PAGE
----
Roast Bratwurst in a Pretzel Roll
Germany Booth
Sweet Italian Sausage with Peppers and Onions
Italy Booth
Kielbasa and Potato Pierogie with Caramelized Onions and Sour Cream
Poland Booth
Trick'n Chick'n Curry with Basmati Rice featuring Gardein Chick'n Breast
Terra (Vegan Booth)
Kalua Pork Slider with Sweet and Sour Dole Pineapple Chutney and Spicy Mayonnaise
Hawaii Booth
Lobster and Seafood Fisherman's Pie
Ireland Booth
Lamb Meatball with Spicy Tomato Chutney
New Zealand Booth
Seared Sea Scallop with Kumara - Red Curry Puree and Apple Radish Salad
New Zealand Booth

Little German Village:

So, sadly I haven't seen any super cool food celebrities this year (i.e. Robert Irvine from last year). The closest I got was missing Andrew Zimmerman (from Bizarre Foods) by one day. Ugh. Ugh. What a loss. Even so, attending the festival on a Sunday is pretty relaxing. The morning is slower, less hectic, and most of the booth lines are small. I checked in with the train village in Germany - just like I always do - and saw that it was decked out in honor of the festival again this year.

Don't know what I'm talking about? I made a post all about it here.

All the booths are out!

And the cranberry bog!

You'll need to see a bigger version, but the poor man in the chair has fallen over. I hope someone sits him back up again.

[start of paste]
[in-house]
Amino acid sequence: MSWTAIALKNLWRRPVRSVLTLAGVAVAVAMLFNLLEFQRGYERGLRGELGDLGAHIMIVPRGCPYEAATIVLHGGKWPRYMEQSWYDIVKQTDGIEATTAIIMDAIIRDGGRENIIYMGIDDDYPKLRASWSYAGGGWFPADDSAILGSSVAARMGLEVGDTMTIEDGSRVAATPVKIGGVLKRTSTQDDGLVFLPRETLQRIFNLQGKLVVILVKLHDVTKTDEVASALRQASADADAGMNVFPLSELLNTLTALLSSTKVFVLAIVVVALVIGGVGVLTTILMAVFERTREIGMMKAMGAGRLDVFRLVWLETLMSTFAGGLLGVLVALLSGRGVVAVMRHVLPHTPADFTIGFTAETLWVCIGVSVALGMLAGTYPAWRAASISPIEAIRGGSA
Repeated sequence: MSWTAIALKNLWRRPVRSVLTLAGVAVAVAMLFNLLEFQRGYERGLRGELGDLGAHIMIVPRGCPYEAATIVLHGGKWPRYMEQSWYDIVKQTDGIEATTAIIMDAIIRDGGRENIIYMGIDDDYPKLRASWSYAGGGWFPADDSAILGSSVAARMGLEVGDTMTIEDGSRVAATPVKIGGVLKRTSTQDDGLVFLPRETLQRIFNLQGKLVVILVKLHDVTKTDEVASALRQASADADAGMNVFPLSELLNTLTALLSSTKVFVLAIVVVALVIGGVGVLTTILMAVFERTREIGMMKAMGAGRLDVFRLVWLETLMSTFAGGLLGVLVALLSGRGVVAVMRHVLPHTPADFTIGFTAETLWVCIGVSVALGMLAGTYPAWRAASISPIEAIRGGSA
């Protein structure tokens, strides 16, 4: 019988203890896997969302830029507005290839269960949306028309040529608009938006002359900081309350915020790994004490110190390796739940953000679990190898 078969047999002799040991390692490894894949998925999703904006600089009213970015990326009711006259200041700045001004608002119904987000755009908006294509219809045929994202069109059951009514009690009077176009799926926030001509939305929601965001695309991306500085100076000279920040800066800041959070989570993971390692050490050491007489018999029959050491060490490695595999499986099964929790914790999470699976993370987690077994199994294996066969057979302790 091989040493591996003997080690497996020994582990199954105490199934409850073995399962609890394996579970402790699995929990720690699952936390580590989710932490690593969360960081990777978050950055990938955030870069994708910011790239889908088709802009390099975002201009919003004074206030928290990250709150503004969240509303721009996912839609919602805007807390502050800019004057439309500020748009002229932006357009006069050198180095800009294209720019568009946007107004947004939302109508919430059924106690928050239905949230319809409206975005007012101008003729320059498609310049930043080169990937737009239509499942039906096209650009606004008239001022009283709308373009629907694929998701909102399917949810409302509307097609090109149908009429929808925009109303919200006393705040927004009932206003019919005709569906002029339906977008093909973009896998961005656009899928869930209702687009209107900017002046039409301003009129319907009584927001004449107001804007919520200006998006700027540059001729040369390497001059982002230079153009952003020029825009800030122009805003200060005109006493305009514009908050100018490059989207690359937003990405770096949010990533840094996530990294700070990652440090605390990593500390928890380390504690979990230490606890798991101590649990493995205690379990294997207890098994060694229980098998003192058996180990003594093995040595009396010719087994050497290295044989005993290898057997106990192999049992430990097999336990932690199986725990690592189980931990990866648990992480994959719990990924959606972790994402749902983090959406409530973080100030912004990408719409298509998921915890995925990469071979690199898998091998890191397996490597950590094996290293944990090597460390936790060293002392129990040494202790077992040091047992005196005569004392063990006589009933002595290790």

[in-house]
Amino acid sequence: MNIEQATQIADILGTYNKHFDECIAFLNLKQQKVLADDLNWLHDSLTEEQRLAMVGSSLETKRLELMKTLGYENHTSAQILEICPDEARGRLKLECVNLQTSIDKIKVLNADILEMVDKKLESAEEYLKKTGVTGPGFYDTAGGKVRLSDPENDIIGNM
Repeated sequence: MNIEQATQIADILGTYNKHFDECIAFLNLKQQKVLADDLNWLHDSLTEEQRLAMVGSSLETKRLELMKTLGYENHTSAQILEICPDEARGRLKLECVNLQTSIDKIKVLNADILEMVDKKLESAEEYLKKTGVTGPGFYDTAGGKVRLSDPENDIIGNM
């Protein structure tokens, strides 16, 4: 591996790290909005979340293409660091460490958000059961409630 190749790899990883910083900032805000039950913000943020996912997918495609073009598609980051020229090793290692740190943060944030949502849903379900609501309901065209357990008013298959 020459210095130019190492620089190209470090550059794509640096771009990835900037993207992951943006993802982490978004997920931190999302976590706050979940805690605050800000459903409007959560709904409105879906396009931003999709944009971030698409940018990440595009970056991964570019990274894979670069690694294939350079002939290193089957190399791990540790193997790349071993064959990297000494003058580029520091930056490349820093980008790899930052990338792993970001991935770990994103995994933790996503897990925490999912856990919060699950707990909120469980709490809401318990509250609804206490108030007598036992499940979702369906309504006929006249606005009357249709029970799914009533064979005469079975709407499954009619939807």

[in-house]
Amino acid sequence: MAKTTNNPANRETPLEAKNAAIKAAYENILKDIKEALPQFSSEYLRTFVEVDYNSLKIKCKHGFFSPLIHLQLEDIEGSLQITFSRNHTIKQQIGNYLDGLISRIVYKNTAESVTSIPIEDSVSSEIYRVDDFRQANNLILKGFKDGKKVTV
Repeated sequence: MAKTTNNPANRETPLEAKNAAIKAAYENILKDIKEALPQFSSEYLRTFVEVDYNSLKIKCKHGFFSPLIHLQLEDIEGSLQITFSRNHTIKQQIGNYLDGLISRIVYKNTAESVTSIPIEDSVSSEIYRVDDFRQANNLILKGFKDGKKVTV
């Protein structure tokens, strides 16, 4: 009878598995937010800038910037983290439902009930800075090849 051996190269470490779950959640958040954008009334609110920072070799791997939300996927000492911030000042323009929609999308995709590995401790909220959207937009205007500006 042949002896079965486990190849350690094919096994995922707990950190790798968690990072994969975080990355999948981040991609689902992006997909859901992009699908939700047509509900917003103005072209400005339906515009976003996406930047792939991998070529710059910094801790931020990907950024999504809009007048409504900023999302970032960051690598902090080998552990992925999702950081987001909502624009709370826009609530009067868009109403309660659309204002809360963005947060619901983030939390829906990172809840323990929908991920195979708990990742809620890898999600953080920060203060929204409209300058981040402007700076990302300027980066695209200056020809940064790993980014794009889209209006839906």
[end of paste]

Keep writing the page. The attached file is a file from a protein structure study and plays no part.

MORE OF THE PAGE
Saturday, October 13, 2012

The Debut of "Lookout"

Back in July, had hosted a Summer Reading Contest that I decided to enter because, well, it seemed like a lot of fun. You got to choose one prompt out of three choices and write a 500 word story. The prompt I had fallen in love immediately was this:

A high school student on his or her first summer job

Super. Well, as I brainstormed, I realized that my own experience with summer jobs was slim, at best. When I was in high school, my summers consisted of jumping in the pool, complaining about the lack of snow, reading, and plowing through a slew of video games. Oh! And brushing up on my rusty math skills before facing the fall semester. So what did I know about summer jobs? Well, only one thing: they're supposed to change you.